Winston Leonard Spencer – Churchill was born on the 30th November 1874, to parents Lord Randolph Churchill and Jeannie Jerome. He grew up in Dublin, where his father was employed by his grandfather, the 7th Duke of Marlborough.
In April 1888 he enrolled at the Harrow Boarding School, and joined the Harrow Rifle Corps, his first steps towards a military career. He attended the British Royal Military College and graduated 20th out of 130.
In 1895, aged 21 his father died. His relationship with his father was distant, and really only knew him, by his reputation. That same year he joined the British Army serving in the Fourth Hassars, in the Indian northwest frontiers and Sudan, where he saw action in the “Battle of Omdurman” in 1898.
He wrote military reports, which were published by the Daily Telegraph and Pioneer newspapers, informing people at home, what was going on in a land far away. He proved himself as a writer, with two published books; “The Story of the Markland Field Force” (1898) and “The River War” (1899).
In 1899, Churchill left the army; no longer a soldier, but a war correspondent, employed by the Morning Post.
He made headline news, when he was captured by the Boers, whilst reporting on the Boer War in South Africa. He escaped his captors and made his way to the Portuguese territory in Mozambique, a distance of 300 miles through hostile territory. In 1900 upon his return to Britain, wrote of his experiences in his book; “London to Ladysmith”.
Churchill followed his father into the world of Politics in 1900 becoming a Member of Parliament for Oldham, representing the Conservative Party. In 1904 he switched his alliance to the Liberal Party, believing the Conservative’s were not committed to social justice. In 1908 he was elected as a Liberal Member of Parliament, and appointed as President of the Board of Trade, and a member of the Prime Minister’s cabinet.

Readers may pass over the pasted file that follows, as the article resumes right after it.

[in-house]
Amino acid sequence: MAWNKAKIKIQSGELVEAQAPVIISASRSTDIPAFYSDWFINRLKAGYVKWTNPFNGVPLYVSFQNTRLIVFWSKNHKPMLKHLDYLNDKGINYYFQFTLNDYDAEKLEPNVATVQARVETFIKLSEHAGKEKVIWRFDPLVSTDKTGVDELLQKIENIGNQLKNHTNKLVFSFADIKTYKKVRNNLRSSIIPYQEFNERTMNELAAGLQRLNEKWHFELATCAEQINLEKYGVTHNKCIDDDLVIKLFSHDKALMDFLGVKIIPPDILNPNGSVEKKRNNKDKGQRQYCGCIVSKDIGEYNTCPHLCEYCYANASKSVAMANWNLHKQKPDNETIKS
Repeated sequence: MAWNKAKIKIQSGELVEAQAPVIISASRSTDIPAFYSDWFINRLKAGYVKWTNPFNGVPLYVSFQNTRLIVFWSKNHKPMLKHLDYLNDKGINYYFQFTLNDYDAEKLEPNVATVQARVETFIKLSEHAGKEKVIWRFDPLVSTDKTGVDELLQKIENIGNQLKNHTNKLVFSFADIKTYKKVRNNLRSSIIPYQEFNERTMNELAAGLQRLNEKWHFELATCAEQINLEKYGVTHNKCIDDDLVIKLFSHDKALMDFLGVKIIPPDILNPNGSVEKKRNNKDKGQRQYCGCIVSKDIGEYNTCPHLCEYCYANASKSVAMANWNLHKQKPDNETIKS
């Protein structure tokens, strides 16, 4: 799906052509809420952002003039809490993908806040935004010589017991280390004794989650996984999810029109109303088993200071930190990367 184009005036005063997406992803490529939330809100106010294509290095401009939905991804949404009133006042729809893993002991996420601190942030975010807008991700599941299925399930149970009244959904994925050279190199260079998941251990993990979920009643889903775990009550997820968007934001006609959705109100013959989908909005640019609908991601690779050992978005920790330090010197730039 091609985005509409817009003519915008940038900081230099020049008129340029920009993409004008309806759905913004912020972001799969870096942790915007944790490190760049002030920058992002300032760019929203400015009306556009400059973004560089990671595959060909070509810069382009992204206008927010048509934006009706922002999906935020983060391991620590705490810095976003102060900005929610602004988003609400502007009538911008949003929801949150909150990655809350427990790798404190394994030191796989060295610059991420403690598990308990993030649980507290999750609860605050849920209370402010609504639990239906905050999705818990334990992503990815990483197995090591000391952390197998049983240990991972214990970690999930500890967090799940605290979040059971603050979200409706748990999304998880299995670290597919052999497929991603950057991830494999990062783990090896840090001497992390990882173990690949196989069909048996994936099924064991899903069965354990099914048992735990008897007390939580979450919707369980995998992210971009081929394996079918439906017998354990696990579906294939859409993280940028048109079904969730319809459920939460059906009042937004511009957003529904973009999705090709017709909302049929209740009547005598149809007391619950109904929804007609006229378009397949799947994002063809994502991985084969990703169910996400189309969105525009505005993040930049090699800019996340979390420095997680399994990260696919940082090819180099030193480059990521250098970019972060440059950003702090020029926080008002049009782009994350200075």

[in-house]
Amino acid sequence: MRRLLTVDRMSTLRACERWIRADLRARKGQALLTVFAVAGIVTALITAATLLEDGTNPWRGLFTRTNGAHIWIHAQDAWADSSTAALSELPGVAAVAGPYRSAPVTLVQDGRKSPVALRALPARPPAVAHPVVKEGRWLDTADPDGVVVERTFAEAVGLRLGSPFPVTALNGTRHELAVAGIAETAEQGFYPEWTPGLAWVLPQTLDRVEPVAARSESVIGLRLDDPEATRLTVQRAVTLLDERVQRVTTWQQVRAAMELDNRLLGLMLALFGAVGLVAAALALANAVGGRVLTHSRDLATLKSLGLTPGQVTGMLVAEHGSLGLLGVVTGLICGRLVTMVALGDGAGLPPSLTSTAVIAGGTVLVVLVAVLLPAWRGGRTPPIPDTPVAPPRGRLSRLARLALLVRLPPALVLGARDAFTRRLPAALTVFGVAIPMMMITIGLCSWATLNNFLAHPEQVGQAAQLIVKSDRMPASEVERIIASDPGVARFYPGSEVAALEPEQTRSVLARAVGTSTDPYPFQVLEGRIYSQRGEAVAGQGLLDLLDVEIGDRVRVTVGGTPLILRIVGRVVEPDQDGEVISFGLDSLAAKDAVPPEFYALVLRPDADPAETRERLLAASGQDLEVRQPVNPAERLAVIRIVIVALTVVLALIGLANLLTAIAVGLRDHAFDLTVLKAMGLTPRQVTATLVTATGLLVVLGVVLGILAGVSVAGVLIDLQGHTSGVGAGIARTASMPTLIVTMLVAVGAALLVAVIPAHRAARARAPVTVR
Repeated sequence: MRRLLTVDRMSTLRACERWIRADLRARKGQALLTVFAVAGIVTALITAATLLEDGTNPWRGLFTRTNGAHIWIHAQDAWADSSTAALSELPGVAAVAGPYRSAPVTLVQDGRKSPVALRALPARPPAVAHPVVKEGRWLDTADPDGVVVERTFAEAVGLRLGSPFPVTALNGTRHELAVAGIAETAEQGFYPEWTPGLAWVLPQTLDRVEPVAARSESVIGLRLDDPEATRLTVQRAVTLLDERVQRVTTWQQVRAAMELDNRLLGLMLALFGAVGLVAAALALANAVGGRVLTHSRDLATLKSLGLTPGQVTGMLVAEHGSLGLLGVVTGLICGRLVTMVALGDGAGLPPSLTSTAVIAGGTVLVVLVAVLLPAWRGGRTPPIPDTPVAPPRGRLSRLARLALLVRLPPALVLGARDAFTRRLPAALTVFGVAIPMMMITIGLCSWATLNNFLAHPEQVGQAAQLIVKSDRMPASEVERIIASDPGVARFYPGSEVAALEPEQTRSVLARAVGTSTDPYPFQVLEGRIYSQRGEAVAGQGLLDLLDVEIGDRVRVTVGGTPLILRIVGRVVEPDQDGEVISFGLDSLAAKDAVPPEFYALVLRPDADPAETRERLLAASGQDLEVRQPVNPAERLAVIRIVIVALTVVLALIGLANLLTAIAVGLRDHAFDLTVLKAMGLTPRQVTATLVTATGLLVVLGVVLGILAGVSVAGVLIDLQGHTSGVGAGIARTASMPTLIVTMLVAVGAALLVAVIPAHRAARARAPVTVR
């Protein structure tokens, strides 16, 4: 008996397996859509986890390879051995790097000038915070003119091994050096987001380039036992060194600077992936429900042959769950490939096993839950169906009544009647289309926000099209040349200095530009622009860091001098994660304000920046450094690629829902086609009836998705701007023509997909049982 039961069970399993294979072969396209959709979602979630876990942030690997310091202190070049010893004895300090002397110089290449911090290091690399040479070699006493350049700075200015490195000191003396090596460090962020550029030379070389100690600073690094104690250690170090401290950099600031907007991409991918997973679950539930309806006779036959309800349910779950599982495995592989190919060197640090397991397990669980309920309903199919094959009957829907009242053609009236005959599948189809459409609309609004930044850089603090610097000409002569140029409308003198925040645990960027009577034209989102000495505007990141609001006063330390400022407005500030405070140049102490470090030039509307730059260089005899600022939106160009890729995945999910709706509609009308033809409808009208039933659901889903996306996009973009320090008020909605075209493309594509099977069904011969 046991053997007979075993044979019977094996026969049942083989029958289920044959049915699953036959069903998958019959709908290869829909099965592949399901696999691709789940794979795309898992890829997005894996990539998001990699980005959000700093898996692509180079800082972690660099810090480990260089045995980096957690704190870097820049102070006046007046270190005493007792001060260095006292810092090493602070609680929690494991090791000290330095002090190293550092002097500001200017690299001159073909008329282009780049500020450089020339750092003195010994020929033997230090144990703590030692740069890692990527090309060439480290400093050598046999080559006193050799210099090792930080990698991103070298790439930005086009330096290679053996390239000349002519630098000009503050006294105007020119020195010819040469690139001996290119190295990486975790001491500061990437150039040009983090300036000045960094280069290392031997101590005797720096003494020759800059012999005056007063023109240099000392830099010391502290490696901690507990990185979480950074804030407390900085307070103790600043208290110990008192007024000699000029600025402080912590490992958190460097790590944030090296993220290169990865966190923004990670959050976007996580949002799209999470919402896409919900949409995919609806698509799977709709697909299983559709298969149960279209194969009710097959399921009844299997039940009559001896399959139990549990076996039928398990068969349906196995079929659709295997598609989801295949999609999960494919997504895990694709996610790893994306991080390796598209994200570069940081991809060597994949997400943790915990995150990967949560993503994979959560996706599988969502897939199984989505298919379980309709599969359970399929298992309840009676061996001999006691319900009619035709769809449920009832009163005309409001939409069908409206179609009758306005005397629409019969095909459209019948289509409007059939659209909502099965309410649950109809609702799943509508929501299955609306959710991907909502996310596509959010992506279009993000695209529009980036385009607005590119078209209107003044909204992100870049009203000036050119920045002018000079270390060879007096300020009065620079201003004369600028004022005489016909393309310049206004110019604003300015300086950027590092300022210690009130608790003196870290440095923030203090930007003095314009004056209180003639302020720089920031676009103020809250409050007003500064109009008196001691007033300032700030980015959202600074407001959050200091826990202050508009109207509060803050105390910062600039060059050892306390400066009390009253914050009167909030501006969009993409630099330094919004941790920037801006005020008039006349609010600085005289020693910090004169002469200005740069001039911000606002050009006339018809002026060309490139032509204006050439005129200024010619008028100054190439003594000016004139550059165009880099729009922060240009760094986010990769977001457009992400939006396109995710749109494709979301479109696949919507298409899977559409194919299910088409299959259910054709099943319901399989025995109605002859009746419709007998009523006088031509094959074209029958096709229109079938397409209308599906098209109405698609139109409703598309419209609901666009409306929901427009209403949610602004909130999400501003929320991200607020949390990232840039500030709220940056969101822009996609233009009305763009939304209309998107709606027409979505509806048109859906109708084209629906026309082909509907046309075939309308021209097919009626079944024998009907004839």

In 1908 he backed the then Chancellor; Lloyd George opposing the expansion of the British Navy. In the same year introduced the minimum wage and assisted in the creation of Labour Exchanges. In the People’s Budget of 1908, it called for the wealthy to pay taxes which would be used to pay for social welfare programs, which was controversial at the time, yet it was eventually passed in 1910.
In 1913 he drafted a controversial piece of legislation calling for the sterilization of the feeble minded; “The Mental Deficiency Act” which was eventually passed with minor adjustments.
During a London siege in January 1911. Churchill stepped in as two robbers who were held up in a house which caught fire, showed no intention of coming out. He prevented the fire brigade risking their lives, and their charred bodies were discovered after the fire burnt itself out.
Churchill was responsible for the modernisation of the British Navy at a time when he was First Lord of the Admiralty, and promoted military aircraft and set up the Royal Navy Air Service.
He saw action in “No Man’s Land” commanding The Royasl Scots Fusiliers for a short time, then in 1917 became Minister of Munitions.
Between 1919 and 1922 his position in the Prime Ministers Cabinet (David Lloyd George), was that of Minister of War and Colonial secretary. It was he who ordered that planes should be used against rebellious Kurdish tribesman ion Iraq to quell their actions… which turned out to be unsuccessful.